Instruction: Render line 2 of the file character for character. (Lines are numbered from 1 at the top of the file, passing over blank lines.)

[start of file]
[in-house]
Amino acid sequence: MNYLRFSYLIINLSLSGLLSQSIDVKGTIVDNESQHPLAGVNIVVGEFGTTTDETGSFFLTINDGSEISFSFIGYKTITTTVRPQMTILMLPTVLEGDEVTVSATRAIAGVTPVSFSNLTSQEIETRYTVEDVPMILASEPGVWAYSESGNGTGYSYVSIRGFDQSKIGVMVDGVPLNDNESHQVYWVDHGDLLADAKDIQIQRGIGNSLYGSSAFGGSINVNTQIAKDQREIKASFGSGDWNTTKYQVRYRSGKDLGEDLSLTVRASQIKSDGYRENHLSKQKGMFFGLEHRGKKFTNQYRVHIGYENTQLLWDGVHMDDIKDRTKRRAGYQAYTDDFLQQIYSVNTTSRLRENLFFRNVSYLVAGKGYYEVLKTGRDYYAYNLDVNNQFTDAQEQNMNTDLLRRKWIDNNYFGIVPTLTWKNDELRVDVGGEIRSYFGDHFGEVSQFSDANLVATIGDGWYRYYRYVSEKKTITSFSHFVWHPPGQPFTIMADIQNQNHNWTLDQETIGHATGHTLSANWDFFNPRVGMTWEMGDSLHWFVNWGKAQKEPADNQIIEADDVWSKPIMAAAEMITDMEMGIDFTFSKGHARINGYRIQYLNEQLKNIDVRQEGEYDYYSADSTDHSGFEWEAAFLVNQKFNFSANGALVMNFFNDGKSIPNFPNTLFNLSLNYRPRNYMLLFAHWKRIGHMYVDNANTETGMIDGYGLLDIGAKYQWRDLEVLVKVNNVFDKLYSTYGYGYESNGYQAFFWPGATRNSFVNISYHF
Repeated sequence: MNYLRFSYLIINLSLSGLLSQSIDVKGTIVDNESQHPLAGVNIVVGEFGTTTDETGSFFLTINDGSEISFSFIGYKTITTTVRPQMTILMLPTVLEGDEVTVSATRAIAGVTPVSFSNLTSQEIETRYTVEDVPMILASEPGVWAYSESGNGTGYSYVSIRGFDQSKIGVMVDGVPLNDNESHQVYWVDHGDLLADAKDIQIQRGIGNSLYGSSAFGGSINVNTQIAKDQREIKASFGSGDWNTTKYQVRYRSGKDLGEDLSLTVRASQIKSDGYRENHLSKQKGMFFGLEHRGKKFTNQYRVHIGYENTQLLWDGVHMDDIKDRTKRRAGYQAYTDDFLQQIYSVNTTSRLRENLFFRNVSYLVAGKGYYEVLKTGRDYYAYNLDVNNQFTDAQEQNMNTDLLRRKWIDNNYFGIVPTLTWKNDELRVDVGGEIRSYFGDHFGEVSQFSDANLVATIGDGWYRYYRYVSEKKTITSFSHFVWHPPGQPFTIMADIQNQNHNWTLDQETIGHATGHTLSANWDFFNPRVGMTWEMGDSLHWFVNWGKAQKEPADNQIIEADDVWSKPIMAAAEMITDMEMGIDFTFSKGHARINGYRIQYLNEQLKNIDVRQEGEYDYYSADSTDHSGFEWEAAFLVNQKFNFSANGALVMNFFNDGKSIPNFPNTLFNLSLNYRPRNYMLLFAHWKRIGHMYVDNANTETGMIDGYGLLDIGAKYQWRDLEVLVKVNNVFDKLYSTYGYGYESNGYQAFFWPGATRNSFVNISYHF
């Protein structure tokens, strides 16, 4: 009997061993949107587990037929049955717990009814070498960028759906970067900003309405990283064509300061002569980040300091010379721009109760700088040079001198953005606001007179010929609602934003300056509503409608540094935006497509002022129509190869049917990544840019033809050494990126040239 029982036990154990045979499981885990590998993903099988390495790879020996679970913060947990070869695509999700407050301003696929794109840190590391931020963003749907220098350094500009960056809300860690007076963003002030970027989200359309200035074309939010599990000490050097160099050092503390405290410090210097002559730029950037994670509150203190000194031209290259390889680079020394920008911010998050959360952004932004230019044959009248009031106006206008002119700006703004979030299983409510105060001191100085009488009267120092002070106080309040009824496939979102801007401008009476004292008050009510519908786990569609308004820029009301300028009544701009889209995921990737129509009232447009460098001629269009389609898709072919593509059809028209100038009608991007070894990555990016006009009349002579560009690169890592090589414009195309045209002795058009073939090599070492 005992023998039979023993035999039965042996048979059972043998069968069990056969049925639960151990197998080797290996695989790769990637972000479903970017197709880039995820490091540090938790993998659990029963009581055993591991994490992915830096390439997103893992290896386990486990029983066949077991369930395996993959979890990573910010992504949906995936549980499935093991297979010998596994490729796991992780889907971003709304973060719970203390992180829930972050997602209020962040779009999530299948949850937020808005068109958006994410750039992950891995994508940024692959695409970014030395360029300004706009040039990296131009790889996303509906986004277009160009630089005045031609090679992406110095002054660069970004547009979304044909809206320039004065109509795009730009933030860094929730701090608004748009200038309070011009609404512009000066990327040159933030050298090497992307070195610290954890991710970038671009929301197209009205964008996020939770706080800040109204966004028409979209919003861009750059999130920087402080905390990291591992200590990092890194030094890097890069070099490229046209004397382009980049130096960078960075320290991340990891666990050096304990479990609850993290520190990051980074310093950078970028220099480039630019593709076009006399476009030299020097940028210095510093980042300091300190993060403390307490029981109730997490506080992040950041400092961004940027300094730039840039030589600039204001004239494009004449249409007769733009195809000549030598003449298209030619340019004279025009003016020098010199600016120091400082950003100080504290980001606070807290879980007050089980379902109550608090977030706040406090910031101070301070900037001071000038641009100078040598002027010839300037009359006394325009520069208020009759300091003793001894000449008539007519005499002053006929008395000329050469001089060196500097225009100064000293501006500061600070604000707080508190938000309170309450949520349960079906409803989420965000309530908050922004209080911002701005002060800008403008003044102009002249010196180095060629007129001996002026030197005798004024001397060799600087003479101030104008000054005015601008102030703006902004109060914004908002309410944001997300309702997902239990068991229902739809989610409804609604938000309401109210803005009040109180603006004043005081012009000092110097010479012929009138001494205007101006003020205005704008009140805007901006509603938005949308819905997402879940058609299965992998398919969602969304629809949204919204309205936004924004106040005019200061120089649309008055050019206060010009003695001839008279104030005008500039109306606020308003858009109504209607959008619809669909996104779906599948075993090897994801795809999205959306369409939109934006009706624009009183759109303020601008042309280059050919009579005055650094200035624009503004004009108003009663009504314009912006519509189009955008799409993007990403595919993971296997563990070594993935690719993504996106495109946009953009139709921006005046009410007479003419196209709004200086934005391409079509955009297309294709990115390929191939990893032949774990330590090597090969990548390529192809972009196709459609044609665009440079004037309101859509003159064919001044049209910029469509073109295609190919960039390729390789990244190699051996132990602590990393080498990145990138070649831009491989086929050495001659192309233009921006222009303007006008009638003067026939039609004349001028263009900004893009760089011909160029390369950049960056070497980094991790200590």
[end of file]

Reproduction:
Amino acid sequence: MNYLRFSYLIINLSLSGLLSQSIDVKGTIVDNESQHPLAGVNIVVGEFGTTTDETGSFFLTINDGSEISFSFIGYKTITTTVRPQMTILMLPTVLEGDEVTVSATRAIAGVTPVSFSNLTSQEIETRYTVEDVPMILASEPGVWAYSESGNGTGYSYVSIRGFDQSKIGVMVDGVPLNDNESHQVYWVDHGDLLADAKDIQIQRGIGNSLYGSSAFGGSINVNTQIAKDQREIKASFGSGDWNTTKYQVRYRSGKDLGEDLSLTVRASQIKSDGYRENHLSKQKGMFFGLEHRGKKFTNQYRVHIGYENTQLLWDGVHMDDIKDRTKRRAGYQAYTDDFLQQIYSVNTTSRLRENLFFRNVSYLVAGKGYYEVLKTGRDYYAYNLDVNNQFTDAQEQNMNTDLLRRKWIDNNYFGIVPTLTWKNDELRVDVGGEIRSYFGDHFGEVSQFSDANLVATIGDGWYRYYRYVSEKKTITSFSHFVWHPPGQPFTIMADIQNQNHNWTLDQETIGHATGHTLSANWDFFNPRVGMTWEMGDSLHWFVNWGKAQKEPADNQIIEADDVWSKPIMAAAEMITDMEMGIDFTFSKGHARINGYRIQYLNEQLKNIDVRQEGEYDYYSADSTDHSGFEWEAAFLVNQKFNFSANGALVMNFFNDGKSIPNFPNTLFNLSLNYRPRNYMLLFAHWKRIGHMYVDNANTETGMIDGYGLLDIGAKYQWRDLEVLVKVNNVFDKLYSTYGYGYESNGYQAFFWPGATRNSFVNISYHF